This time, Cashman not only left the Bellagio hotel, but the entire state of Nevada, escaping to the San Francisco area for an unscheduled meeting. The Yankees hope the extra effort will help them secure their top target in the free-agent left-hander, who met with Cashman for the third time in three days.
Tuesday's meeting with Sabathia, first reported by Newsday, may be a strong sign that the club's odds of fitting its top choice for pinstripes are increasing.
The most recent visit is believed to have been made with attention to the concerns of Sabathia's wife, Amber. The Sabathias have West Coast roots -- he is a product of Vallejo, Calif., approximately 30 miles outside of San Francisco -- and a family of three young children.
"We all know what kind of ballplayer he is," Cashman said on Monday. "He's a tremendous family man and he's got a wife and three kids. He's got a life choice to make that will direct where they'll reside. He's going through the process, and he's going to dot every I and cross every T."
Cashman, manager Joe Girardi and special advisor Reggie Jackson met with Sabathia and agent Greg Genske for approximately two hours at the Wynn hotel on Sunday. Jackson took the lead in those discussions, representing a Bay Area product who went on to stardom in New York and looks back upon his Yankees time fondest.
With more items on the hurler's mind as he mulls the Yankees' standing six-year, $140 million offer, Cashman was then invited back on Monday, answering follow-up questions in a meeting of less than one hour with Genske present.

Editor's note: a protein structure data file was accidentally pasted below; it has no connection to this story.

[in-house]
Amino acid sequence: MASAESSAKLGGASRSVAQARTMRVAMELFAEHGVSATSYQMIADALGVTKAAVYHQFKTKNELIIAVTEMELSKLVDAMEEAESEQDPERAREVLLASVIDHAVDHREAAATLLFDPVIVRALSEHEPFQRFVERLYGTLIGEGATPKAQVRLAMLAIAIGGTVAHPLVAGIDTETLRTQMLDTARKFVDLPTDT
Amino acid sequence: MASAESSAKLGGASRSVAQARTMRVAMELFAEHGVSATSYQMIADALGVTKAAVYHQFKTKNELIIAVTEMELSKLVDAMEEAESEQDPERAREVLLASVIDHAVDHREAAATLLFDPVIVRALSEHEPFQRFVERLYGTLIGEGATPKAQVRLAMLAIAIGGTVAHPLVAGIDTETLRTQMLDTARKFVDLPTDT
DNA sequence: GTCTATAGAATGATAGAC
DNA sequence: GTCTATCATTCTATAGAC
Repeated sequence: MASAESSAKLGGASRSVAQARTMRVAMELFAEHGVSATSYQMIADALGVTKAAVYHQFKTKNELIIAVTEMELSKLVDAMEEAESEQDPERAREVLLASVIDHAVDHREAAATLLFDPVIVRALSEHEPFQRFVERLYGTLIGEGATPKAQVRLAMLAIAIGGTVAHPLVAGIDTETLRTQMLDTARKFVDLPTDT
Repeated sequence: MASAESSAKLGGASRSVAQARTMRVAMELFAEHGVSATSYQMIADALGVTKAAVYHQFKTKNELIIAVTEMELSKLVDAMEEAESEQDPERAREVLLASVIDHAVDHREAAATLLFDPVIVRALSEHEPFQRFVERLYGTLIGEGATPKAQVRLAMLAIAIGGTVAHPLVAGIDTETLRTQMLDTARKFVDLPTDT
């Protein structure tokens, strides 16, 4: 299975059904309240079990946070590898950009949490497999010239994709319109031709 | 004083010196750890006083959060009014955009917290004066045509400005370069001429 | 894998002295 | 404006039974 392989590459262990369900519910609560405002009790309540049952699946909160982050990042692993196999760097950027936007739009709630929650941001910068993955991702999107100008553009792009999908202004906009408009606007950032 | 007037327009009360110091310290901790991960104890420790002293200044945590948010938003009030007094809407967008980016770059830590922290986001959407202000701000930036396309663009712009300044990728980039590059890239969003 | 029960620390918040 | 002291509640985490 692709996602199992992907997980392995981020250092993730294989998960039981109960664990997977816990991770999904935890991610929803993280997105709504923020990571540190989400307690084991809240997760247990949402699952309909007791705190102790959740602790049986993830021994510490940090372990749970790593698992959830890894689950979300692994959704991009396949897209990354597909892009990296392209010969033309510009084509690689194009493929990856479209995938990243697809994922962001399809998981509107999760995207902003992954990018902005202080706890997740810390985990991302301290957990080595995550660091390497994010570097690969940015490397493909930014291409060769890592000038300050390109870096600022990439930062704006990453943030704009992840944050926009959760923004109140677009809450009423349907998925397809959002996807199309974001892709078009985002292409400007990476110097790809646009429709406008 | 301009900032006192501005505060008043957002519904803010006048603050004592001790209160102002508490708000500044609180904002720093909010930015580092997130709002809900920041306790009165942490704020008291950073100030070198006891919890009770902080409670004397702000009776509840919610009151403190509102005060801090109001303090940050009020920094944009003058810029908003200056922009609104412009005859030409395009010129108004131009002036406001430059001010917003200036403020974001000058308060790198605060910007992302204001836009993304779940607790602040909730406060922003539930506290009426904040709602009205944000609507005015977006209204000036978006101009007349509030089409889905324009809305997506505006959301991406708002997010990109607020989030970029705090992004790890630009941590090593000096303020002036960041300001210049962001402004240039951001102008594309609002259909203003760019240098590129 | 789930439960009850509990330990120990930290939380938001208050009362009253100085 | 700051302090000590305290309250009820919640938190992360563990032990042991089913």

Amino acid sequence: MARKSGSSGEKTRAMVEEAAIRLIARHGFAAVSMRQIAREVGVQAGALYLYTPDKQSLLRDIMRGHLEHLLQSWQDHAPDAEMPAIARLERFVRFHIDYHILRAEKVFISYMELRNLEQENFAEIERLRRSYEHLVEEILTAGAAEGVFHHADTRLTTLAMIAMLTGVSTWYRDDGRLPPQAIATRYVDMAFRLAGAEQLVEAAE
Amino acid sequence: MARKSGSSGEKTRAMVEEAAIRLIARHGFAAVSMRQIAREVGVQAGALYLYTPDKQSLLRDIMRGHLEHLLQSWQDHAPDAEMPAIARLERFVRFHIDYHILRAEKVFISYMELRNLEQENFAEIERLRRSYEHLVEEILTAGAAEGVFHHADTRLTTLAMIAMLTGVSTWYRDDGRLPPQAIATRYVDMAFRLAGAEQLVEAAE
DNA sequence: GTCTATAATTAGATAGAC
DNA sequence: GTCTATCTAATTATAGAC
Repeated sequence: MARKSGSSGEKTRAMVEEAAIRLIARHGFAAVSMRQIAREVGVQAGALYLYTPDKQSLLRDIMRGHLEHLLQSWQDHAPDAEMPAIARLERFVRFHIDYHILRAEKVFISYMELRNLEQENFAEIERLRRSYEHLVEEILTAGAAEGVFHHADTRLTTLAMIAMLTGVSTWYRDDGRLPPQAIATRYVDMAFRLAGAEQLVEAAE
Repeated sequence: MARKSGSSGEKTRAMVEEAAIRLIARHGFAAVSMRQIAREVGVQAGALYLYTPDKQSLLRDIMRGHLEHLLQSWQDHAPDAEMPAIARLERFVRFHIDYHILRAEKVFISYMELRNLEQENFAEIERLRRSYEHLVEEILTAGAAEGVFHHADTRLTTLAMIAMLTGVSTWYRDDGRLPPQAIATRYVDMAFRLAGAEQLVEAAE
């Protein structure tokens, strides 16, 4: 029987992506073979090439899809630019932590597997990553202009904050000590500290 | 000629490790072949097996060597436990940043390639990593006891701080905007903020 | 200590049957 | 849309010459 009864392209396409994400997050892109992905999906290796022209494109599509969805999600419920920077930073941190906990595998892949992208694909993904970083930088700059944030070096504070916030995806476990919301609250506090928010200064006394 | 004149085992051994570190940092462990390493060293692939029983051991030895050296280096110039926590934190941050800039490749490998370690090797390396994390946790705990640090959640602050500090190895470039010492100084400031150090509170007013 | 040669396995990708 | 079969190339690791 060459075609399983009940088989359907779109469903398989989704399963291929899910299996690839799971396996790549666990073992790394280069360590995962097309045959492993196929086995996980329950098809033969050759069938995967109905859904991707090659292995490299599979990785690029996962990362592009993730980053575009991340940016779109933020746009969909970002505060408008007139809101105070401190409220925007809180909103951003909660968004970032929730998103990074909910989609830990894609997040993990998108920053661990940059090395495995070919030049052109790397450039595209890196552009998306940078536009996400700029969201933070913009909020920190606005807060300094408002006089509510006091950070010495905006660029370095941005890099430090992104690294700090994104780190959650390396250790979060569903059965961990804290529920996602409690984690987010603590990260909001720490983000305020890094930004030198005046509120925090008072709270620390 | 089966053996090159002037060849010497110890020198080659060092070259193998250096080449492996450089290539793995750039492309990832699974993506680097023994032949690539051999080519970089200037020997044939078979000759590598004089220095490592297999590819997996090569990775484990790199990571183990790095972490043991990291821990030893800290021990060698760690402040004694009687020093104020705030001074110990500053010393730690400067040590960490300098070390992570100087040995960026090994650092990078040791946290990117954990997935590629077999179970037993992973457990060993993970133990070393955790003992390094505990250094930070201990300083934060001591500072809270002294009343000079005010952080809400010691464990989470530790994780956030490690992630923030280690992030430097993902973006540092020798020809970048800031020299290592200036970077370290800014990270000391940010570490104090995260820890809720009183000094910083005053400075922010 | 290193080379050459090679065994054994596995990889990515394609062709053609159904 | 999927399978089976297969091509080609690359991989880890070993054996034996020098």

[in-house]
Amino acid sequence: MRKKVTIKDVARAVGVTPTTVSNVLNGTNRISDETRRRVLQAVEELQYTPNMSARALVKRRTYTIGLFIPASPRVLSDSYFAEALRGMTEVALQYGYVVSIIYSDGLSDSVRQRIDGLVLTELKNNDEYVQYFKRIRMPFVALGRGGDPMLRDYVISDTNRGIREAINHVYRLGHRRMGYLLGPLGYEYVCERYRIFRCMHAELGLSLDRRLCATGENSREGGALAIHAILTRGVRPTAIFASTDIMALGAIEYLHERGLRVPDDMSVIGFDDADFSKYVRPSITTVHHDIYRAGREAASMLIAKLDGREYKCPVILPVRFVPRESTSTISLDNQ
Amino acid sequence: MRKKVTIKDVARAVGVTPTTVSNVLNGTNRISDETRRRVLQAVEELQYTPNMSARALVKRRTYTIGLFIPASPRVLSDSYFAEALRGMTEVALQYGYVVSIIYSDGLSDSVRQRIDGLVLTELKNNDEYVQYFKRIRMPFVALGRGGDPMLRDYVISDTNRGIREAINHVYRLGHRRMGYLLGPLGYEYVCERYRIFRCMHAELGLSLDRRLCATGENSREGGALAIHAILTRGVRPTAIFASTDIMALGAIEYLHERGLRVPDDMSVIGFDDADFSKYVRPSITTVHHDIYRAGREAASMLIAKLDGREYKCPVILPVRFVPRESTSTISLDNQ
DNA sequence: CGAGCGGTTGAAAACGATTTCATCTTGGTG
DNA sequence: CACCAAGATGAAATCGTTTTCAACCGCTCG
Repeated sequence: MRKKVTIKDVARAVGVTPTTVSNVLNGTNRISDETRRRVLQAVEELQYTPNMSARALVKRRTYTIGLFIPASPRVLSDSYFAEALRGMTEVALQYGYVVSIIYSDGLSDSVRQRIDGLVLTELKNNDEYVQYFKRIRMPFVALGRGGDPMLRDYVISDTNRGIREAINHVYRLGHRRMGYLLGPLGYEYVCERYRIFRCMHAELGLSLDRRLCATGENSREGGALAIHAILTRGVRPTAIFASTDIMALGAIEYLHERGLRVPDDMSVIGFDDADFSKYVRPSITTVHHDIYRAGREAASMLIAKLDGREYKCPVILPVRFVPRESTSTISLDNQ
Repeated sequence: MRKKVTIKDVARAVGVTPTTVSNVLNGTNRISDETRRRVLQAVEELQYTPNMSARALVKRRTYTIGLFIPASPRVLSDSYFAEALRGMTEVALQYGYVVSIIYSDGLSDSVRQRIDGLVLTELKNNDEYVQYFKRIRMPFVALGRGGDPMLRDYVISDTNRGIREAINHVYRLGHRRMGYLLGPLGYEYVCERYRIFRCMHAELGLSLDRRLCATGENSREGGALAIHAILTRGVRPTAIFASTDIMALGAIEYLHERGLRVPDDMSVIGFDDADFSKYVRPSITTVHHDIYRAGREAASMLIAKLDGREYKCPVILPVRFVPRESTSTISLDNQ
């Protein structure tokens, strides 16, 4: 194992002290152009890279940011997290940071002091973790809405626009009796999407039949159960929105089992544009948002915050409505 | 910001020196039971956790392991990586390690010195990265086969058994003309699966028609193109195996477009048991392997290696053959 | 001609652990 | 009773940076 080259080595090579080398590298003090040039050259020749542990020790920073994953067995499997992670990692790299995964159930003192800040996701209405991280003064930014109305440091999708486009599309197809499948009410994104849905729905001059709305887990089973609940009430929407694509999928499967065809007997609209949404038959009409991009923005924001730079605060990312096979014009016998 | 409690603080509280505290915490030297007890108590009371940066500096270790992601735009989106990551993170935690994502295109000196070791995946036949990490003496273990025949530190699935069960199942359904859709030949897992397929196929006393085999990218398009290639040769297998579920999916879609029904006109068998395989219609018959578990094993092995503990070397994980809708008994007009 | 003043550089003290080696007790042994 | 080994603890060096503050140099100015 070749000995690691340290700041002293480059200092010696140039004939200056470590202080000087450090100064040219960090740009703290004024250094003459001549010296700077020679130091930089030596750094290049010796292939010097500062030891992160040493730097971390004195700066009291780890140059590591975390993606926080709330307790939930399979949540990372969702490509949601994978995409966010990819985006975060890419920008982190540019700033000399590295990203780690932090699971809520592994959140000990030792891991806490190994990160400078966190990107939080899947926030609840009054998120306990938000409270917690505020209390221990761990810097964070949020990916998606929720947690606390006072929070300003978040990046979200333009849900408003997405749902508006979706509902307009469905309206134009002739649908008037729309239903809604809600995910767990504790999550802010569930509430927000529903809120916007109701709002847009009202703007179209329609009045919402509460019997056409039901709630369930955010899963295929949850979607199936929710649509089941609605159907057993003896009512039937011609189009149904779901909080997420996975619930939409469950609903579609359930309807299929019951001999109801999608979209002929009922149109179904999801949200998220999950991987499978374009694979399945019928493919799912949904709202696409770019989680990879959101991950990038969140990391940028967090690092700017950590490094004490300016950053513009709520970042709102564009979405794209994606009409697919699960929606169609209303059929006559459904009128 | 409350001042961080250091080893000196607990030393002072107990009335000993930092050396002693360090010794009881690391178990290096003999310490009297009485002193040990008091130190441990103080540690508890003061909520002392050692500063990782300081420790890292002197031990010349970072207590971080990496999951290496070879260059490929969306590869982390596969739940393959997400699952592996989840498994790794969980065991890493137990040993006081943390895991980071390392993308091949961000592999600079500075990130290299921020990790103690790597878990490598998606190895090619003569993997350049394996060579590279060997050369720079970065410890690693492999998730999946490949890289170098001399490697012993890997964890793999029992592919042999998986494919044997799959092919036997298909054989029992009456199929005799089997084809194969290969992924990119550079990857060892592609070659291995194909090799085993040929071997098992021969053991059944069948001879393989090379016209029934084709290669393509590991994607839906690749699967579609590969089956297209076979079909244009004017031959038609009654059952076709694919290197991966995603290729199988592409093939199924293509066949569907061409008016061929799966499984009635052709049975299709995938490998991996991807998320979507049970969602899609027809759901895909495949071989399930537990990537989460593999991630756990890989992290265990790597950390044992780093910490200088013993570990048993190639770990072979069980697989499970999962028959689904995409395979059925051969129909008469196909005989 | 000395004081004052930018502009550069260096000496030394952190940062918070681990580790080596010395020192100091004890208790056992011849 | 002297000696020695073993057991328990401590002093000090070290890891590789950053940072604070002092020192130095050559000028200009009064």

In laying out their plans to upgrade their starting pitching with two or three front-line free-agent options, the Yankees have spoken about "selling New York," a process that goes beyond just the spacious amenities of the new $1.3 billion Yankee Stadium.
In addition, the Yankees would discuss the specifics of what life in the tri-state area would mean for the Sabathias, including but not limited to schools, transportation and entertainment. He will also need to consider the choice between living the Manhattan lifestyle, or in the quieter, leafy suburbs of Connecticut or New Jersey.
"I have no doubt that he can play in New York," Cashman said on Monday. "I just think that he's lining up his choices and just trying to pick the best one. I don't believe he has any fear factor of New York, or anything of that nature."
Girardi remained behind at the Winter Meetings and said he was "very impressed" by his interactions with Sabathia.
"He's been in the American League long enough to know what New York is about," Girardi said. "And CC's personality, I think, would work very well here. He's a guy that wants the ball every fifth day. He's a standup guy, he's a very honest young man. So I think his personality will be great."
Bryan Hoch is a reporter for MLB.com. This story was not subject to the approval of Major League Baseball or its clubs.